Head over to the Metropolitan Corporate Counsel to read more about the Volcker Rule and how it can affect companies and their compliance programs (and bonus – in-house counsel can subscribe to the print edition of the publication for free):
One overlooked Dodd-Frank Act regulation that non-financial companies should look at is the Volcker Rule banning proprietary trading.
Proprietary trading is when a financial firm uses its own funds, rather than its customer’s funds, to purchase debt instruments, securities, commodities, or derivatives, etc., for potential profit. This form of trading also allows a firm to be a marketmaker, using its proprietary inventory of stocks and bonds to be sold to clients. Following the 2008 financial crisis, some market observers took the position that proprietary trading encouraged inappropriate risk taking, endangering a firm and the financial system.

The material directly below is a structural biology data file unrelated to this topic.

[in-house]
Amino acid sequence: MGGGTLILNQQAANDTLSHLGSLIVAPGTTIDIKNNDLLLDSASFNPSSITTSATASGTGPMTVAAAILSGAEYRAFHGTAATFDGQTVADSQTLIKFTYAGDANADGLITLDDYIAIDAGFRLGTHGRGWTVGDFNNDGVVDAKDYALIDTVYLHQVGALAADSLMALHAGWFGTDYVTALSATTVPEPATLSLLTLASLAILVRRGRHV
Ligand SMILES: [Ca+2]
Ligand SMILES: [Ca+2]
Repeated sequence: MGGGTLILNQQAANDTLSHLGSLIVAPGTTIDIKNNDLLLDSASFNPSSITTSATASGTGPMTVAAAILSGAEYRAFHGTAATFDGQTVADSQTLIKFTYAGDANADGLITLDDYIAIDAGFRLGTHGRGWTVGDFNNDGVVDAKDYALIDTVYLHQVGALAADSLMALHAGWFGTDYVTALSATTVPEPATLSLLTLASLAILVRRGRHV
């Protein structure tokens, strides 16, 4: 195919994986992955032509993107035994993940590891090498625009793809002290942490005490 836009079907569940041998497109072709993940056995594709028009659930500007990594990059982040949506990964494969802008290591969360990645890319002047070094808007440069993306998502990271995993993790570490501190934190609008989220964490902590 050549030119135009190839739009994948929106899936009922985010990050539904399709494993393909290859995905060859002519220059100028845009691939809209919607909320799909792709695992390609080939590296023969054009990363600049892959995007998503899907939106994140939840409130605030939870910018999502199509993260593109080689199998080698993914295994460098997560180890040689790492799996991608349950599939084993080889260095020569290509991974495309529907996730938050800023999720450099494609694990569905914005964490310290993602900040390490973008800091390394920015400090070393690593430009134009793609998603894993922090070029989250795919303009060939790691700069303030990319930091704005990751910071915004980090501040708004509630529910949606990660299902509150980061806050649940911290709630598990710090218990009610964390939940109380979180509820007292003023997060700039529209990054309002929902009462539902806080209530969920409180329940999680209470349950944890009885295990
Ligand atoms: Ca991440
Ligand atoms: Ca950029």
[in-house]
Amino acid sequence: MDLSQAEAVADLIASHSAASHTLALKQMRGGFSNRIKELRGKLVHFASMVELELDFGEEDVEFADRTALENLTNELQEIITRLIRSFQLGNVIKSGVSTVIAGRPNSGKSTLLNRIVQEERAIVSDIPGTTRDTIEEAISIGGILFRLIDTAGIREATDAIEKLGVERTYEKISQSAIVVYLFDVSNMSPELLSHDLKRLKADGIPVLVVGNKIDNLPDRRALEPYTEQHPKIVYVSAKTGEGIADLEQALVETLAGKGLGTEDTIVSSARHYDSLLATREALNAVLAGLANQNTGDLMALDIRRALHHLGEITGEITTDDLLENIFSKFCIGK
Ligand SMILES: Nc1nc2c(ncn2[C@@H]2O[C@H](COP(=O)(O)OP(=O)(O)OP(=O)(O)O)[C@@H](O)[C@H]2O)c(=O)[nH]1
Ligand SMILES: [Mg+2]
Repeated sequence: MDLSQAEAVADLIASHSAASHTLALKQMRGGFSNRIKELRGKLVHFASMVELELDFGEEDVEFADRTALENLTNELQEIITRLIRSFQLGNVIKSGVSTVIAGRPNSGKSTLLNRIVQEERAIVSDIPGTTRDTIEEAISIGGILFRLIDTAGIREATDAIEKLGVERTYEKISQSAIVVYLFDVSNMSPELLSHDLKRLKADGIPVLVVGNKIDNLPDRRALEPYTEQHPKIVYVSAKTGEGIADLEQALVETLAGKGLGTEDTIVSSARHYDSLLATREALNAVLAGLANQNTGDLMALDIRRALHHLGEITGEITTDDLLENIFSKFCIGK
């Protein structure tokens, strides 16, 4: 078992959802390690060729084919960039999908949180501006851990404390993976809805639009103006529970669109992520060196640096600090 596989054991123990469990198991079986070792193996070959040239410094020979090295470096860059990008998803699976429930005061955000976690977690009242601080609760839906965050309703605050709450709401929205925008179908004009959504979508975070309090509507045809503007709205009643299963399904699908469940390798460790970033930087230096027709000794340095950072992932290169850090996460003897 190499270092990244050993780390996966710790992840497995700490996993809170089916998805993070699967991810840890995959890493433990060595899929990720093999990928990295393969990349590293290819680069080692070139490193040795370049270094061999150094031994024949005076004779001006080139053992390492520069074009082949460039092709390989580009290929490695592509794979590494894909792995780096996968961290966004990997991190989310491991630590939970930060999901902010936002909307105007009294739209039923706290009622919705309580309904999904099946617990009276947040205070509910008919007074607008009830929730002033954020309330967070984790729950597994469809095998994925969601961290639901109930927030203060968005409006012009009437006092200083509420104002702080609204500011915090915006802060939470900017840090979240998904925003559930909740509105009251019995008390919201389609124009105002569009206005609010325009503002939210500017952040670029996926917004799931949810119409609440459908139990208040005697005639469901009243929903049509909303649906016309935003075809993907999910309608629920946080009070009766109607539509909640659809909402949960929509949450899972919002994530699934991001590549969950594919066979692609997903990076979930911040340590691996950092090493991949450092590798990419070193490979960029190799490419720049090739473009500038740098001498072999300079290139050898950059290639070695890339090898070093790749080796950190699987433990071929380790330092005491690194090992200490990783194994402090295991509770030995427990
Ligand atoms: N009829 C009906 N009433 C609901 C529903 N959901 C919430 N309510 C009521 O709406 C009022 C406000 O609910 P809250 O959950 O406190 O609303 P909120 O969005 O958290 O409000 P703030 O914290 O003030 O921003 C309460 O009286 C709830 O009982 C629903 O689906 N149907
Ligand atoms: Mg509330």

On January 21, 2010, President Barack Obama proposed a ban on proprietary trading and named it after former Federal Reserve Chairman Paul Volcker, its chief architect. The Dodd-Frank Act included a broader version of the Volcker Rule, including some firms’ hedge fund and private equity activities. Congress mandated that the Volcker Rule go into effect on July 21, 2012, and included some exceptions for market-making activity done on behalf of customers. On October 11, 2011, four of the five regulators tasked with implementation issued a proposed joint rule, which was published in the Federal Register on November 7, 2011. The comment period will close on January 13, 2012.
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